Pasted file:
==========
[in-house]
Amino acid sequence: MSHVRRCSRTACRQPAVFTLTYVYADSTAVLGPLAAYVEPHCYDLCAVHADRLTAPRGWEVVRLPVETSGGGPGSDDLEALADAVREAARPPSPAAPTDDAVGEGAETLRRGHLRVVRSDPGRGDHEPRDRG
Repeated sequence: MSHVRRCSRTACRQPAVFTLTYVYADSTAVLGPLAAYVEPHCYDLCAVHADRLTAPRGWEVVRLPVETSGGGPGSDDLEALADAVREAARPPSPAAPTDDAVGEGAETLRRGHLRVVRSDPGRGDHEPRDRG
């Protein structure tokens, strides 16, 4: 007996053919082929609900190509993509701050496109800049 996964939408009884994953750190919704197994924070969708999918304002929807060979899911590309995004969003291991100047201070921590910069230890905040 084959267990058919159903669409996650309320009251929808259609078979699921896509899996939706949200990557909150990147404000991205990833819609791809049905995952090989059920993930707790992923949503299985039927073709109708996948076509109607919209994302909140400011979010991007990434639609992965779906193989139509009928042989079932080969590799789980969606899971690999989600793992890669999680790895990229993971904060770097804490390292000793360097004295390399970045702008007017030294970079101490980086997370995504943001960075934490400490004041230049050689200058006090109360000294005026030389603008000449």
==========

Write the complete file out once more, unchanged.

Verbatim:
[in-house]
Amino acid sequence: MSHVRRCSRTACRQPAVFTLTYVYADSTAVLGPLAAYVEPHCYDLCAVHADRLTAPRGWEVVRLPVETSGGGPGSDDLEALADAVREAARPPSPAAPTDDAVGEGAETLRRGHLRVVRSDPGRGDHEPRDRG
Repeated sequence: MSHVRRCSRTACRQPAVFTLTYVYADSTAVLGPLAAYVEPHCYDLCAVHADRLTAPRGWEVVRLPVETSGGGPGSDDLEALADAVREAARPPSPAAPTDDAVGEGAETLRRGHLRVVRSDPGRGDHEPRDRG
């Protein structure tokens, strides 16, 4: 007996053919082929609900190509993509701050496109800049 996964939408009884994953750190919704197994924070969708999918304002929807060979899911590309995004969003291991100047201070921590910069230890905040 084959267990058919159903669409996650309320009251929808259609078979699921896509899996939706949200990557909150990147404000991205990833819609791809049905995952090989059920993930707790992923949503299985039927073709109708996948076509109607919209994302909140400011979010991007990434639609992965779906193989139509009928042989079932080969590799789980969606899971690999989600793992890669999680790895990229993971904060770097804490390292000793360097004295390399970045702008007017030294970079101490980086997370995504943001960075934490400490004041230049050689200058006090109360000294005026030389603008000449």